Monday, March 16, 2009

Requesting an AAC assessment

This is the stance that earned me the title militant mom: Communications with schools are court admissible evidence and IEPs are legal contracts. 

 I learned from experience that a potential audience for every communication with our school district is the Office of Procedural Safeguards at the California Department of Education. So while I do try to keep the letters civil and polite (why not?) I also make sure they let the district know I know my child's rights, and they have all the i's dotted and t's crossed.  Not that I want to go to court or file complaints, everyone loses when we do. But when the district knows that we know we can, and will, they are more likely to serve and we are far less likely to go. 

The squeaky wheel gets grease, and my district trained me to squeak. 

Below is a template I wrote, based on our letter requesting assessment for a couple of local families who find their child in the position ours was two years ago-- in a district that made conflicting claims: this child was not an AAC candidate, and the district is happy to keep experimenting with PECS and sign. 

An AAC user fits this profile: receptive language higher than expressive langauge + intent to communicate. News flash: non-verbal children who use PECS are AAC users. These children have a right to assistive technology under IDEA.

That is just about all kids with autism. They should be assessed by a qualified provider. 

Districts are not so excited about this. Why? PECs and sign are practically free (especially compared to dynamic speech devices) and about the only thing most speech therapists know and are trained in (getting a device and a full AAC system requires an AAC specialist, another expensive service). 

 We need to build knowledge of and demand for these services. They make all the difference. Our daughter went from her preschool goals and curriculum to second grade curriculum in a few months, once she had a device and support to use it. Here is the template:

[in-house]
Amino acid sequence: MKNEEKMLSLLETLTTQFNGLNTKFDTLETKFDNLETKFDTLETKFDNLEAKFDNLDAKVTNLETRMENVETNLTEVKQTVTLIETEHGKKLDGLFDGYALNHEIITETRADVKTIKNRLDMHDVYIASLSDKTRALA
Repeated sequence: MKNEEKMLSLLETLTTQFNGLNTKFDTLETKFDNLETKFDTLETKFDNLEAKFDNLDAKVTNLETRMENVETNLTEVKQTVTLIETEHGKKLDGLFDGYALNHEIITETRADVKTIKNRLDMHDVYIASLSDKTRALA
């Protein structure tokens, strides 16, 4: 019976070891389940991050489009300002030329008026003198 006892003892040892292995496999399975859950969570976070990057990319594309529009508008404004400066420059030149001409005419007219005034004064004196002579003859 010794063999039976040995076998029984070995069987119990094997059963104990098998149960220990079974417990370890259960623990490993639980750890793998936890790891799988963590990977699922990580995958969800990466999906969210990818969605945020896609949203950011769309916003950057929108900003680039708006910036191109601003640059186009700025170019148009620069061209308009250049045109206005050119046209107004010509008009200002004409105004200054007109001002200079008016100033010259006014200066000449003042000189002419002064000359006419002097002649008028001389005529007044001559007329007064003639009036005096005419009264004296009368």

[Your address here]

District Contact (principal, program specialist, etc)
District address

Child’s full name
Date of birth
School of attendance and grade level


Dear [insert district contact name here]

Under the Disabilities in Education Act of 2004, my child has a right to devices and services which allow her to access the educational curriculum in the Least Restrictive Environment (20 U.S.C. §1401(a)(25,26); 34 C.F.R. §300.308) (34 C.F.R. §300.308). This includes Augmentative and Alternative Communication (AAC) devices and services.

Our daughter has a diagnosis of Rett Syndrome, which causes severe apraxia. She therefore has effectively no use of her hands and is non-verbal. The prognosis is that she will not recover speech or hand functions with therapies.

Because our daughter uses {insert examples of her communication here, such as , proxemics/going to the thing she wants, sign, picture ions, gestures/pointing, reaching; utterances) to communicate we know that she has higher receptive than expressive language. She is by definition an AAC (American Speech Langauge-Hearing Association).